Journal of Cardiology 01/2014; 64(2). DOI:10.1016/j.jjcc.2013.12.002 · 2.78 Impact Factor
  • Source
    • "However, there is ongoing debate on the potential of plasma CRP to predict future coronary risk over and above that of established CAD risk factors. The existing reports are contradictory [6, 12, 24–35]. Significant race-based differences in CRP levels have been reported. "
    [Show abstract] [Hide abstract]
    ABSTRACT: Inflammation plays a pivotal role in all stages of atherosclerosis. Numerous inflammatory, lipid, and cytokines markers have been associated with coronary artery disease (CAD) risk but data directly comparing their predictive value are limited. Studies were carried to elucidate the role of high-sensitivity C-reactive protein (hsCRP), other inflammatory as well as lipid markers and their associations. Among 1021 subjects, comprising 774 CAD affected members from Indian Atherosclerosis Research Study (IARS), plasma hsCRP levels showed strong correlation with inflammatory markers, namely, IL6 (r = .373; P = <.0001), sPLA2 (r = .544; P = <.0001) as also with fibrinogen (r = .579; P = <.0001). Levels of hsCRP were higher among subjects affected by CAD who suffered a repeat coronary event as compared to those who remained event free and subjects in the top quartile of hsCRP (>3.58 mg/L) were found to have a fourfold higher risk. In conclusion, hsCRP appears to be an independent predictor of recurrent CAD events in Asian Indian population.
    International journal of vascular medicine 06/2010; 2010(2090-2824):389235. DOI:10.1155/2010/389235
  • Source
    • "Obesity is an inflammatory condition which may lead to chronic activation of the innate immune system, which in turn could cause a progressive impairment of glucose tolerance and lead to diabetes or CVD [9] [10]. In agreement with this hypothesis increased levels of high-sensitivity C-reactive protein (hs-CRP), an acute-phase protein, has shown to predict coronary heart disease (CHD) [11] [12] [13] and the development of the MetS [14], type-2 diabetes [15], and the development of both CVD and type-2 diabetes [16] [17]. "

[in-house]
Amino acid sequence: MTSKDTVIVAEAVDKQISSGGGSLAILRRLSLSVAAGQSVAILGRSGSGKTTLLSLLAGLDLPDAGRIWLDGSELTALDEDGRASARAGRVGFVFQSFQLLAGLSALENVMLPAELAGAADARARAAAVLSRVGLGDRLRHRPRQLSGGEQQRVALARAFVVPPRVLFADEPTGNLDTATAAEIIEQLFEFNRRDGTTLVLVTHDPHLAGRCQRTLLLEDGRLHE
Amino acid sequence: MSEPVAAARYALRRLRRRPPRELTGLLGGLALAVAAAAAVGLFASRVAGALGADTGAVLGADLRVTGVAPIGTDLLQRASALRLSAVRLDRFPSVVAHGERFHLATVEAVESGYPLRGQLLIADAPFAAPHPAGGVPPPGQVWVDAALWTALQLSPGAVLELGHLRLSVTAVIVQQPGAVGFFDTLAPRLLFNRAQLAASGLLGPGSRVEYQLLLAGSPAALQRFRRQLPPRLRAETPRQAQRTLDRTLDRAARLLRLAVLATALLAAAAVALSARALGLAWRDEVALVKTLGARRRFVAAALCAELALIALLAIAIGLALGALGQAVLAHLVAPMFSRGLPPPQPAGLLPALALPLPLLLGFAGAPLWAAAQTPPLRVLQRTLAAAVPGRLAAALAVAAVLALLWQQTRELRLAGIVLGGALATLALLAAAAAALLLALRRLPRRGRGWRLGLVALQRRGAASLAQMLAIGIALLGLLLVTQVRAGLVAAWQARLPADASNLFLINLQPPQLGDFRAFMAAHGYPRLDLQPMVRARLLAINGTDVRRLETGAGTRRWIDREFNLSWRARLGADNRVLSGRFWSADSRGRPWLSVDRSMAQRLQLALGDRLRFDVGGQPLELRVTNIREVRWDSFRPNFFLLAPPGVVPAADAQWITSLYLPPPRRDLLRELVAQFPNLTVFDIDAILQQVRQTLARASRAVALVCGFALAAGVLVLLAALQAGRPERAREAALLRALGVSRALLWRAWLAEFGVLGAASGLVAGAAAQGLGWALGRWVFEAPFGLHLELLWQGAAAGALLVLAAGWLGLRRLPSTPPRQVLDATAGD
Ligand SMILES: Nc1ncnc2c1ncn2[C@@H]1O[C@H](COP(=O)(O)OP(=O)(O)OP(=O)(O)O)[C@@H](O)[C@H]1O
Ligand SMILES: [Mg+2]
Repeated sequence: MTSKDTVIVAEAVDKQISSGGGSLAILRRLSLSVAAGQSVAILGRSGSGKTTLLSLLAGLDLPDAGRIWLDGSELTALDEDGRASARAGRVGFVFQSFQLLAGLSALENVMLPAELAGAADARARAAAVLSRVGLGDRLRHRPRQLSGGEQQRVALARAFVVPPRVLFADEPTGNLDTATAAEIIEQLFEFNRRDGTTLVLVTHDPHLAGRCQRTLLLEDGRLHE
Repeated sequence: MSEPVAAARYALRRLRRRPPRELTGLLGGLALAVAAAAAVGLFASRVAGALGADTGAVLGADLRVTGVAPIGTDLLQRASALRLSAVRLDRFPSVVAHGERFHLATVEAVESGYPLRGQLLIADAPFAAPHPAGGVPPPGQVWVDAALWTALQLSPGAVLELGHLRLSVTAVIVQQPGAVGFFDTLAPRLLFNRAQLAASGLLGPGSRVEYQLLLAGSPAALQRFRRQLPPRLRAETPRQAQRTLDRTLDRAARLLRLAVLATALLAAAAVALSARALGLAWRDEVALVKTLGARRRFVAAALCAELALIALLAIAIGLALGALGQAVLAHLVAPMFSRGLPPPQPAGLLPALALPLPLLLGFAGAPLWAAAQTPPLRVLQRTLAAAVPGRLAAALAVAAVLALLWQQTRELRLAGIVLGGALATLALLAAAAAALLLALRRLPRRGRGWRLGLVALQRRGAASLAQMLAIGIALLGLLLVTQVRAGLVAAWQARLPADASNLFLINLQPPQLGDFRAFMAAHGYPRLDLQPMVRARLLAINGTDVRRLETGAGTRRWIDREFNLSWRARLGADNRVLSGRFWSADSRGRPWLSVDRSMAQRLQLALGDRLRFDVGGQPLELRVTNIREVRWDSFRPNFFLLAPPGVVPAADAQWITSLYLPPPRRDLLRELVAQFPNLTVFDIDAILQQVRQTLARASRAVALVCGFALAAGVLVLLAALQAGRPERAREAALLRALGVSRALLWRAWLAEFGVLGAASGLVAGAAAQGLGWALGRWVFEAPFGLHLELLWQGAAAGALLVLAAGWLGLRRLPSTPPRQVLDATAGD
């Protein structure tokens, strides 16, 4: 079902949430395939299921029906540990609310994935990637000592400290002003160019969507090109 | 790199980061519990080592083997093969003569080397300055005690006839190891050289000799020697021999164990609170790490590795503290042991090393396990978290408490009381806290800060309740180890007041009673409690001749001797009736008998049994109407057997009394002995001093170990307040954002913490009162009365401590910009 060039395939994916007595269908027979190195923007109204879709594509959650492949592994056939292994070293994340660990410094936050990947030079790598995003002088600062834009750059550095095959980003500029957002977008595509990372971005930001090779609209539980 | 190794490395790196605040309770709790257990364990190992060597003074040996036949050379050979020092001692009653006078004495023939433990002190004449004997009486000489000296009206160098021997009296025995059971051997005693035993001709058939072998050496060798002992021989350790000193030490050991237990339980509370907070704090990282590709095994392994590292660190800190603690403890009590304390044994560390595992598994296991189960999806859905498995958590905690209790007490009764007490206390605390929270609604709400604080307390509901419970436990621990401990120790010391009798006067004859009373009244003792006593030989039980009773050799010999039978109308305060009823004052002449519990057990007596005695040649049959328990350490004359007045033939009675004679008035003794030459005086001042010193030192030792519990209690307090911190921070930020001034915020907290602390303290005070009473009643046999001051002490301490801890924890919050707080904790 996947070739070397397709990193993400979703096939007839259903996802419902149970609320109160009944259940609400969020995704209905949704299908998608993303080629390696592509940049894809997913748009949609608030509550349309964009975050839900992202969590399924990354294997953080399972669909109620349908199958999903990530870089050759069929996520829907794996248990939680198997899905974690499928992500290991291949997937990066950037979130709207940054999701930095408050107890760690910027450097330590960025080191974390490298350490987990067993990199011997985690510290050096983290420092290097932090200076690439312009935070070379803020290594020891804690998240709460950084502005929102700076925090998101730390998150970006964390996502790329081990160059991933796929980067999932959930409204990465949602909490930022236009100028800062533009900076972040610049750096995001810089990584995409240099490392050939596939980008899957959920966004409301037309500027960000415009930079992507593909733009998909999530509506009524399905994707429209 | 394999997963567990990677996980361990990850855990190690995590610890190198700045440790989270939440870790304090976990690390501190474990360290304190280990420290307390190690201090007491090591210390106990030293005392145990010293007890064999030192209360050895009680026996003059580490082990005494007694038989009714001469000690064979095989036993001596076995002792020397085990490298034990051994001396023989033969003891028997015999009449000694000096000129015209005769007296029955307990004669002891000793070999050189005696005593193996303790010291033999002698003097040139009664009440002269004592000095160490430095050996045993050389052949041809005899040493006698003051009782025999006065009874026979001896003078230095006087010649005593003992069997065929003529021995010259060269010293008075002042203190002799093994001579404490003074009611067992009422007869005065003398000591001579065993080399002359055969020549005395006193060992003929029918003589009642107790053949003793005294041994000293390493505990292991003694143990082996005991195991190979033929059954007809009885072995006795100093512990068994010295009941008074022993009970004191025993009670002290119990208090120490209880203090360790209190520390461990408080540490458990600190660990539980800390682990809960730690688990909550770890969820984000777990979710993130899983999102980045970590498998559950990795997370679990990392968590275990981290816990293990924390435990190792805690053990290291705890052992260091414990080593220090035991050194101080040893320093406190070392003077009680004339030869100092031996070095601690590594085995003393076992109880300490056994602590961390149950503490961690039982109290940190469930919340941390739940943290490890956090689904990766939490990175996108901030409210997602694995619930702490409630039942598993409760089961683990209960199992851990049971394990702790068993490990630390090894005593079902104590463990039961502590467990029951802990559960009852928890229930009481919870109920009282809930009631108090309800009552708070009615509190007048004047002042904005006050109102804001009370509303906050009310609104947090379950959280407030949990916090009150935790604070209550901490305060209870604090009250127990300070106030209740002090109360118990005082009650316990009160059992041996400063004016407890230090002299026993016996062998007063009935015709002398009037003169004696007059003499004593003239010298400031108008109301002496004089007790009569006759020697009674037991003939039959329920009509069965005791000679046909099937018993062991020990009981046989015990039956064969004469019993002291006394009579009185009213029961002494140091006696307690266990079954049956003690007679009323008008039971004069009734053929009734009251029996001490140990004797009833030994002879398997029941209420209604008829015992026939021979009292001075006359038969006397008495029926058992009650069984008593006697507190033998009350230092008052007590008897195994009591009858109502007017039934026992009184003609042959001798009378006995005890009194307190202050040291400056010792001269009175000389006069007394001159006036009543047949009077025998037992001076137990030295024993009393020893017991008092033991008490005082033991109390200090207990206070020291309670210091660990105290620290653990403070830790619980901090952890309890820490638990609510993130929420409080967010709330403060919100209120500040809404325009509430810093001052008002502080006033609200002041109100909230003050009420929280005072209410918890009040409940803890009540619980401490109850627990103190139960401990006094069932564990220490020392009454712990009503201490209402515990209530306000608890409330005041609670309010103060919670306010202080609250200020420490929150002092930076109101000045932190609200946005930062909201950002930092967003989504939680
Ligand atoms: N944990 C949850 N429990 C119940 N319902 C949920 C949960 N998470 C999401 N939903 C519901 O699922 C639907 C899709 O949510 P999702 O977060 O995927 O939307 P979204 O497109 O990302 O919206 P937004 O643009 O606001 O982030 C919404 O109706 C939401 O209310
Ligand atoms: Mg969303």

[Show abstract] [Hide abstract]
    ABSTRACT: This Finnish population-based study, mean age 46 years, evaluates the association of high-sensitivity C-reactive protein (hs-CRP), interleukin-1 receptor antagonist (IL-1Ra), and adiponectin with the NCEP and IDF definitions of metabolic syndrome (MetS). Adiponectin levels were higher, hs-CRP and IL-1Ra levels lower in subjects without MetS compared to subjects with MetS. If MetS was present according to both IDF and NCEP criteria, BMI, waist, triglycerides, hs-CRP, and IL-1Ra were significantly higher compared to subjects who had MetS according to either only IDF or only NCEP criteria. The hs-CRP, IL-1Ra, and adiponectin linearly correlated with the number of the components of MetS according to both definitions. Decreased levels of adiponectin and increased levels of hs-CRP and IL-1Ra are tightly associated with the components of MetS. Individuals who had MetS according to both criteria had the most adverse changes in cardiovascular risk factors.
    Mediators of Inflammation 02/2007; 2007:93573. DOI:10.1155/2007/93573 · 3.24 Impact Factor
Show more

Similar Publications